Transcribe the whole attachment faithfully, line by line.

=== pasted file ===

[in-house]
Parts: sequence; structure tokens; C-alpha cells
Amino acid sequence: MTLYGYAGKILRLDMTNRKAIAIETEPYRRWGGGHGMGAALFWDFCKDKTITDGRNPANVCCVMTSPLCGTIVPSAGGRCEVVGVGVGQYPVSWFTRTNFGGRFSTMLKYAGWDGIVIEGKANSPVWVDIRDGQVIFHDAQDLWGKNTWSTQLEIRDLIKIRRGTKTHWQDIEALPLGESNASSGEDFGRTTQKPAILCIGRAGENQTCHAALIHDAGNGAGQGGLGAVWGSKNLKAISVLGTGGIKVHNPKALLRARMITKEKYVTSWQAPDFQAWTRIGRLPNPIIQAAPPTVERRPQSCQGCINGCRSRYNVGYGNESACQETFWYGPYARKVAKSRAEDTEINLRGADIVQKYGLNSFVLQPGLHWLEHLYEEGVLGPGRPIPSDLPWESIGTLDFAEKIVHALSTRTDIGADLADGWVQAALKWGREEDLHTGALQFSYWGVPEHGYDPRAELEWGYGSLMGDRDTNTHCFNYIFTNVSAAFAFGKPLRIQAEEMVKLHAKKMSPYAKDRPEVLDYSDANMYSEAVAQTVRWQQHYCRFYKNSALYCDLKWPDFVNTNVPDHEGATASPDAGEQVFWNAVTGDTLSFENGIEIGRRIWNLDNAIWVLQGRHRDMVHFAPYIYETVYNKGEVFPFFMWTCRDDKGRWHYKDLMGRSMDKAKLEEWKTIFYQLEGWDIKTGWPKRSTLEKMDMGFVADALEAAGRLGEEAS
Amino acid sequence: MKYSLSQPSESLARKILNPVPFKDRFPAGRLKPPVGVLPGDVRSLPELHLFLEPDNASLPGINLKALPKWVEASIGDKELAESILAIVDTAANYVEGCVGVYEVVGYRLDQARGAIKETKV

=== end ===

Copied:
[in-house]
Parts: sequence; structure tokens; C-alpha cells
Amino acid sequence: MTLYGYAGKILRLDMTNRKAIAIETEPYRRWGGGHGMGAALFWDFCKDKTITDGRNPANVCCVMTSPLCGTIVPSAGGRCEVVGVGVGQYPVSWFTRTNFGGRFSTMLKYAGWDGIVIEGKANSPVWVDIRDGQVIFHDAQDLWGKNTWSTQLEIRDLIKIRRGTKTHWQDIEALPLGESNASSGEDFGRTTQKPAILCIGRAGENQTCHAALIHDAGNGAGQGGLGAVWGSKNLKAISVLGTGGIKVHNPKALLRARMITKEKYVTSWQAPDFQAWTRIGRLPNPIIQAAPPTVERRPQSCQGCINGCRSRYNVGYGNESACQETFWYGPYARKVAKSRAEDTEINLRGADIVQKYGLNSFVLQPGLHWLEHLYEEGVLGPGRPIPSDLPWESIGTLDFAEKIVHALSTRTDIGADLADGWVQAALKWGREEDLHTGALQFSYWGVPEHGYDPRAELEWGYGSLMGDRDTNTHCFNYIFTNVSAAFAFGKPLRIQAEEMVKLHAKKMSPYAKDRPEVLDYSDANMYSEAVAQTVRWQQHYCRFYKNSALYCDLKWPDFVNTNVPDHEGATASPDAGEQVFWNAVTGDTLSFENGIEIGRRIWNLDNAIWVLQGRHRDMVHFAPYIYETVYNKGEVFPFFMWTCRDDKGRWHYKDLMGRSMDKAKLEEWKTIFYQLEGWDIKTGWPKRSTLEKMDMGFVADALEAAGRLGEEAS
Amino acid sequence: MKYSLSQPSESLARKILNPVPFKDRFPAGRLKPPVGVLPGDVRSLPELHLFLEPDNASLPGINLKALPKWVEASIGDKELAESILAIVDTAANYVEGCVGVYEVVGYRLDQARGAIKETKV